Featured Guest bi-monthly next on 09/30

    Dilip Bhalsod


HEY DILIP, Come on down!   We have a double shot of extra strong expresso, for when you read this - grin!  SURPRISE!

Pop quiz and we'll call it "From the UK to Detroit" Where did Dilip start out?
Answer:  automotive industry at British Leyland, UK in 1978.

Then, luckily for us and General Motors he came here to the US and from 1984 to 2004 Dilip worked at General Motors USA for 20 years on various aspects of automotive crash analysis and provided LS-DYNA technical support.

Now why is that important you ask? Well, did you ever try to call someone and they can't answer your technical question? OH WAIT, like asking me and instead I tell you how to saddle a horse (yes, I really can do that but not engineering)

And then LSTC wisely grabbed him. No, they did NOT  kidnap him.   From 2004 to 2016, he was Technical Manager at LSTC’s office in Michigan where he was responsible for LS-DYNA technical support.

And then I (meaning me, Marsha) retired to blog and Dilip Bhalsod ALSO became the LSTC Global Business Manager, responsible for America and Europe distributor management, sales, marketing, Vendor, and alliance partners.

AND on top of that he does simulations I love to watch - GO FOOTBALL!

 Thierry Marchal

I can guarantee aside from a nice cup of coffee, that Thierry is passionate about biomedical engineering.  Hi Thierry!  Waving helllloooo!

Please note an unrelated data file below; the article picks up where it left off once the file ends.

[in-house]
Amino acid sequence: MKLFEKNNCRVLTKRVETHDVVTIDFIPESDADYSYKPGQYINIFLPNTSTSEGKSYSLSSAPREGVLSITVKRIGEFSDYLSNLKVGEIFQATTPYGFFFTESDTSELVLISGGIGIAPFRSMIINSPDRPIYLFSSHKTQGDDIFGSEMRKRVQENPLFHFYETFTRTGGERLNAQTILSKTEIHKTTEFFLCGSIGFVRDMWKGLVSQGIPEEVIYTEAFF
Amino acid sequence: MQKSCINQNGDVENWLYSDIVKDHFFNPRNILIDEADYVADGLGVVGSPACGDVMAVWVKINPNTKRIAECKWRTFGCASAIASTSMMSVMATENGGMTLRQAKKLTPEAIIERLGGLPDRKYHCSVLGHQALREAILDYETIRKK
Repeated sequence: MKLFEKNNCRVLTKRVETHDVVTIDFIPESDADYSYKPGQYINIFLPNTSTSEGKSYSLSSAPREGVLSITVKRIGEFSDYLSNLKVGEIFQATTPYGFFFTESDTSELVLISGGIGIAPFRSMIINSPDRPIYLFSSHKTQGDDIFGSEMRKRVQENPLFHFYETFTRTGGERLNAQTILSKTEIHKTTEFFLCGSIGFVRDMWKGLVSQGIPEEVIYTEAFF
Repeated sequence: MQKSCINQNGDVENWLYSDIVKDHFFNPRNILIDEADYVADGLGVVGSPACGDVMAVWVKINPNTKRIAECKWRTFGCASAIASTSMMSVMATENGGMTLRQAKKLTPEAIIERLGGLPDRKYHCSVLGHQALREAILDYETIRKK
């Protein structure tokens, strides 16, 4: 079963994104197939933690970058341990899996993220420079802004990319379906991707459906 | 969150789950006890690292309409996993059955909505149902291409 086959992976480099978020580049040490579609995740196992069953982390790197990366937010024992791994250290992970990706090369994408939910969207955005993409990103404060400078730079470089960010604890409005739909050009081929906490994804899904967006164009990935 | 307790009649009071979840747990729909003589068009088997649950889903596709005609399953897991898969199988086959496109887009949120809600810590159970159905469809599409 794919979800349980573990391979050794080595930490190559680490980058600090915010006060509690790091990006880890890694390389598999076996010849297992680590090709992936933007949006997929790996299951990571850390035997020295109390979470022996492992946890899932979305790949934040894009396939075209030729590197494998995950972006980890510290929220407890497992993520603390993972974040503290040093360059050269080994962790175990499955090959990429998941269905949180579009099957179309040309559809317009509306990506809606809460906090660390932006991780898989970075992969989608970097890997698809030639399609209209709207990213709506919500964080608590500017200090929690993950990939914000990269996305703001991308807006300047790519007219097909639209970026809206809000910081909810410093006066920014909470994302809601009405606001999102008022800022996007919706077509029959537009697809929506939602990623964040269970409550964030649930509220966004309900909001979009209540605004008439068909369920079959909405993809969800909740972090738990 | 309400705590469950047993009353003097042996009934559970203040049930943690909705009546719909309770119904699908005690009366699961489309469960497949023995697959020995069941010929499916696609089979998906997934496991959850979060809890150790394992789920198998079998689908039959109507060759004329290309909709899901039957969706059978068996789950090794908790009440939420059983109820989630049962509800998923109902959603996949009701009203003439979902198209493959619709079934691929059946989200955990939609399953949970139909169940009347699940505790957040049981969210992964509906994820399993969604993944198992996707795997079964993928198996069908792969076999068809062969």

NOW, why was I interested?  On his blog he asked a question and I found it interesting.  Thierry said, "Imagine building a digital twin of the patient specific cardiovascular system"  THAT would be great and if I needed it in the future I know that I'd feel SO much safer if they did something on my digital twin first!

I never knew who Rene Favaloro was.  Do you?  NO! Well then it is a must read on heart surgery.
Argentinian heart surgeon Rene Favaloro

 George Laird
of Predictive Engineering


HEY, George!  Want a pitcher of coffee? 

So, on George's very own blog he has some great articles.  One I liked of his is because he answers the question,  "“What is the difference between a design engineer and a simulation engineer?"

 "How to Become a Journeyman Simulation Engineer" 

And I quote George, "It is an inside joke among simulation engineers about how long does it take to be considered a “journeyman” simulation engineer. The answer is about five years since it takes that long for your mistakes to catch up with you!"

08/26/19 Steve Pilz of ANSYS

Let's welcome Steve with a cup of coffee and a shout out: "YO, Steve!"

Now, a few months ago Steve did a blog on Additive Manufacturing.  

What is Additive Manufacturing you ask? Well, that's a darn good question.   I had to look it up.  It's  joining materials to make objects from 3D model data, usually layer upon layer.   Sounds easy?  Nope - it isn't!   SO, Steve explains in his blog what the issues are, since it was a tad confusing to me without his explanation.

Simplify Inspections of Additive Manufactured Parts with CT Scanning and Mechanical Simulation

"Quality assurance inspections prove that additive manufacturing (AM) a perfect part is a lot harder than many engineers thought."